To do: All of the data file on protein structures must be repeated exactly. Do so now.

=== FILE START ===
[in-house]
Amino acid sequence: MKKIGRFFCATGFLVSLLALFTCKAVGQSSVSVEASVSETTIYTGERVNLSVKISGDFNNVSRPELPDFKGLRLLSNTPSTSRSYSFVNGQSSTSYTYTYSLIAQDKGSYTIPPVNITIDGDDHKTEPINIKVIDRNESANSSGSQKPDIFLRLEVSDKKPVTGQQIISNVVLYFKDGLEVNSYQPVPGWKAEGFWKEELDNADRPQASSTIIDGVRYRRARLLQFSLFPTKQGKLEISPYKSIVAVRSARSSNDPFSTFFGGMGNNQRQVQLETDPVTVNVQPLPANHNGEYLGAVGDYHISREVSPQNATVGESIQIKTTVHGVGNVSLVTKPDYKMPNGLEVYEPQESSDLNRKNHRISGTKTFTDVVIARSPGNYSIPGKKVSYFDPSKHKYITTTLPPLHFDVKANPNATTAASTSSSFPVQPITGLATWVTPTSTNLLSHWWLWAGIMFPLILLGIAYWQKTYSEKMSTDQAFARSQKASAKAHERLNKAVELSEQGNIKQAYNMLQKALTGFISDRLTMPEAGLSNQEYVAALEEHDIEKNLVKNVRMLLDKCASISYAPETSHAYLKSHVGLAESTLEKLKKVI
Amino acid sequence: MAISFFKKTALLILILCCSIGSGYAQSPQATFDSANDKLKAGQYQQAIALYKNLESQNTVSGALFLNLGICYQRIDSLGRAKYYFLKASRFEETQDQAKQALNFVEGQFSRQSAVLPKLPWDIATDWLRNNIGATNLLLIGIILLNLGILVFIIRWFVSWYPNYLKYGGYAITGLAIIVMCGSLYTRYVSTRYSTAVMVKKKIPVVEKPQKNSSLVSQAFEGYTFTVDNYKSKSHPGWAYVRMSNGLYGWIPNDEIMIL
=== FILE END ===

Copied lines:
[in-house]
Amino acid sequence: MKKIGRFFCATGFLVSLLALFTCKAVGQSSVSVEASVSETTIYTGERVNLSVKISGDFNNVSRPELPDFKGLRLLSNTPSTSRSYSFVNGQSSTSYTYTYSLIAQDKGSYTIPPVNITIDGDDHKTEPINIKVIDRNESANSSGSQKPDIFLRLEVSDKKPVTGQQIISNVVLYFKDGLEVNSYQPVPGWKAEGFWKEELDNADRPQASSTIIDGVRYRRARLLQFSLFPTKQGKLEISPYKSIVAVRSARSSNDPFSTFFGGMGNNQRQVQLETDPVTVNVQPLPANHNGEYLGAVGDYHISREVSPQNATVGESIQIKTTVHGVGNVSLVTKPDYKMPNGLEVYEPQESSDLNRKNHRISGTKTFTDVVIARSPGNYSIPGKKVSYFDPSKHKYITTTLPPLHFDVKANPNATTAASTSSSFPVQPITGLATWVTPTSTNLLSHWWLWAGIMFPLILLGIAYWQKTYSEKMSTDQAFARSQKASAKAHERLNKAVELSEQGNIKQAYNMLQKALTGFISDRLTMPEAGLSNQEYVAALEEHDIEKNLVKNVRMLLDKCASISYAPETSHAYLKSHVGLAESTLEKLKKVI
Amino acid sequence: MAISFFKKTALLILILCCSIGSGYAQSPQATFDSANDKLKAGQYQQAIALYKNLESQNTVSGALFLNLGICYQRIDSLGRAKYYFLKASRFEETQDQAKQALNFVEGQFSRQSAVLPKLPWDIATDWLRNNIGATNLLLIGIILLNLGILVFIIRWFVSWYPNYLKYGGYAITGLAIIVMCGSLYTRYVSTRYSTAVMVKKKIPVVEKPQKNSSLVSQAFEGYTFTVDNYKSKSHPGWAYVRMSNGLYGWIPNDEIMIL